COMMUNITY CARE / The vulnerable people who find themselves facing a future of change: The dementia victim: Elderly man's round-the-clock nursing of sick wife takes toll
Terry takes her hand, explaining that Doreen is the name she prefers to her own. Doreen has multi-infarct dementia, a degenerative brain condition making her progressively incapable. Their hopes of happiness after retirement from work in the food industry were broken when Mrs Cahill's memory began to fail and dementia - which affects one in seven of those over 85 - was diagnosed.
Over the past five years she has become more and more dependent upon her husband. He now cooks, cleans and shops. He helps her wash and dress and makes sure she wears incontinence pads. He patiently sustains conversations that make no sense and he calms her confused anxieties. He provides round-the-clock care.
But Mr Cahill is 80 and while he looks fit, bright and a lot younger than his years, helpers say the last two years of his wife's severe decline have taken their toll. She is on a waiting list to go into residential care near their home in Greenford, west London. But Mr Cahill has been warned it may take years before a place becomes available and he does not know how much longer he will be able to cope. His greatest fear is that he will die or become too ill to help his wife.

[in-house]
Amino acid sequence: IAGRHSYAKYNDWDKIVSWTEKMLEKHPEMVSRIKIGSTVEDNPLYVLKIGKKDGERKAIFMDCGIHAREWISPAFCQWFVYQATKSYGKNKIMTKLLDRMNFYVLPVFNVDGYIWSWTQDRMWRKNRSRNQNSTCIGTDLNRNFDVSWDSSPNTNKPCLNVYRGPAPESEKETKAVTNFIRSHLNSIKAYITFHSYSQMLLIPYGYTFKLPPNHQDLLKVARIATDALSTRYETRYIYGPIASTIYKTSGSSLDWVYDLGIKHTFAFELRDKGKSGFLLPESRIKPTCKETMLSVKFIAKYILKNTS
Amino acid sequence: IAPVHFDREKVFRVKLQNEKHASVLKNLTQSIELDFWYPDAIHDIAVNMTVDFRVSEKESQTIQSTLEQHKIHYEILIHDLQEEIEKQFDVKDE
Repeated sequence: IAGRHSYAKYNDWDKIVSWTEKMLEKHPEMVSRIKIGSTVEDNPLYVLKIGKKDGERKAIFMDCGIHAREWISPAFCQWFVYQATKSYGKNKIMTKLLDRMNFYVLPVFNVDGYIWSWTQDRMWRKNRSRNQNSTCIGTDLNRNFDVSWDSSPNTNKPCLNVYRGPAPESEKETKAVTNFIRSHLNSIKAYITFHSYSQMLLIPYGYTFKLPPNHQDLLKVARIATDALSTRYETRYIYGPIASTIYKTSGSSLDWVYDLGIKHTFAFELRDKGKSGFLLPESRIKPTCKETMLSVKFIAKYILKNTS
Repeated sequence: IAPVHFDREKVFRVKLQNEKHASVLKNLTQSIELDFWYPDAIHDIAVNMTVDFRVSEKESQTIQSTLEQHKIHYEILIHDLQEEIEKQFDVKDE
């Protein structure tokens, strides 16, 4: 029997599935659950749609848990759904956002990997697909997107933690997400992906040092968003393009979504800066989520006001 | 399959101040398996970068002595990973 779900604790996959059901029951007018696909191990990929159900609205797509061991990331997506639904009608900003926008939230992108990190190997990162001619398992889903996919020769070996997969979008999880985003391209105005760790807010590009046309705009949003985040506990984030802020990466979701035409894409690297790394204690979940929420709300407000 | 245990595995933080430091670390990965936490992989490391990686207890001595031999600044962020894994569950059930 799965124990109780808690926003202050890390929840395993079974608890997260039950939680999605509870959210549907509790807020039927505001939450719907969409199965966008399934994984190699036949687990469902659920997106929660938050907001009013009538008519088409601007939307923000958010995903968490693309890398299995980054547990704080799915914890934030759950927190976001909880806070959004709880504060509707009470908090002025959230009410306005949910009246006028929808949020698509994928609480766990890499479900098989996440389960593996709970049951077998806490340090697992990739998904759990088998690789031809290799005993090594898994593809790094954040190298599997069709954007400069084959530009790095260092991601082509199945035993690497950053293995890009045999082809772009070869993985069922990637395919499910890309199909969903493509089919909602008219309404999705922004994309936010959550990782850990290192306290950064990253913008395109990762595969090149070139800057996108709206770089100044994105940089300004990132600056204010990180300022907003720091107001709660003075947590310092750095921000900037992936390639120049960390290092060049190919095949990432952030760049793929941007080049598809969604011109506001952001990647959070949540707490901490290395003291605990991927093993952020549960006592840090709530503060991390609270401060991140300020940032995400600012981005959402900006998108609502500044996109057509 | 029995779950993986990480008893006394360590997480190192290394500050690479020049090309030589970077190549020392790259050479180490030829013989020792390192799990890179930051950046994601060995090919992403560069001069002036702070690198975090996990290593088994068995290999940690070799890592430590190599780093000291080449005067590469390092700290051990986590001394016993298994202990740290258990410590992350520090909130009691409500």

For the moment he makes the most of Mrs Cahill's attendance at a day centre three days a week; a home help once a fortnight, for which he pays; a district nurse once a fortnight to help with bathing; and a sitting service once a week to allow him to attend a self-support group.
He admits he does not really know what care in the community will mean, but hopes it will ensure two weeks of respite care so he can have a break in the summer. 'I guess it will all come out with the wash,' he says.
Frances English, director of Alzheimer's Concern, Ealing, is not so optimistic: 'I think community care is a vicious joke on vulnerable disabled people and their carers. It raised expectations, but the reality is that the support, the residential and nursing home beds, are not there . . . Those that shout the loudest and know their way round the system may get the help they need. But the elderly, like Mr Cahill, rarely shout.'
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